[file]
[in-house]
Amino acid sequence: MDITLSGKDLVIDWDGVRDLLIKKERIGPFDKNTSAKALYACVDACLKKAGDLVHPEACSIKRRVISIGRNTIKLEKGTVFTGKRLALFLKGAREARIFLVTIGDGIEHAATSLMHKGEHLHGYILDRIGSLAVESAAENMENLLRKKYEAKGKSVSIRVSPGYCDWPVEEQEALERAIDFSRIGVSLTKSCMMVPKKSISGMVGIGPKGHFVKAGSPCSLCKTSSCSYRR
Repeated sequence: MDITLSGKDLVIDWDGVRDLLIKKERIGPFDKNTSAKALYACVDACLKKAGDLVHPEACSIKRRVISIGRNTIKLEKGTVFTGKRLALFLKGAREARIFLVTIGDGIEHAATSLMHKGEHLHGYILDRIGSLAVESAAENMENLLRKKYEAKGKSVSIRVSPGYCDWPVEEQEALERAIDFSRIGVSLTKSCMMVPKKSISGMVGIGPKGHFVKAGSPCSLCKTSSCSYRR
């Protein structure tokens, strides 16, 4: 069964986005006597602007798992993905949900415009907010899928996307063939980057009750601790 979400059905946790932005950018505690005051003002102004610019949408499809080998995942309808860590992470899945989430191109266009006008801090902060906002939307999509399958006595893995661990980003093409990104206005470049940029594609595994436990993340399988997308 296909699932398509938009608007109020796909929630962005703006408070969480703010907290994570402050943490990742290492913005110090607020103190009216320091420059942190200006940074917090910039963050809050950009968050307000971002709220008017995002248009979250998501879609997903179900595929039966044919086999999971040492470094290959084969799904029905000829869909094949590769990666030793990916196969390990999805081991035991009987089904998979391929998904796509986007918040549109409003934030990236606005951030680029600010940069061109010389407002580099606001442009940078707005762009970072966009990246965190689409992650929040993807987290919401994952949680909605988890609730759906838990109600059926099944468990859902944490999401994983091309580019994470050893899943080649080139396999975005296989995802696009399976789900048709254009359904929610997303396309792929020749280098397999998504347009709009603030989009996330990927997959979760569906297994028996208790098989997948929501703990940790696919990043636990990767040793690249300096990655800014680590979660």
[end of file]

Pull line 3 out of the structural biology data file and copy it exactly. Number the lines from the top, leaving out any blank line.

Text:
Repeated sequence: MDITLSGKDLVIDWDGVRDLLIKKERIGPFDKNTSAKALYACVDACLKKAGDLVHPEACSIKRRVISIGRNTIKLEKGTVFTGKRLALFLKGAREARIFLVTIGDGIEHAATSLMHKGEHLHGYILDRIGSLAVESAAENMENLLRKKYEAKGKSVSIRVSPGYCDWPVEEQEALERAIDFSRIGVSLTKSCMMVPKKSISGMVGIGPKGHFVKAGSPCSLCKTSSCSYRR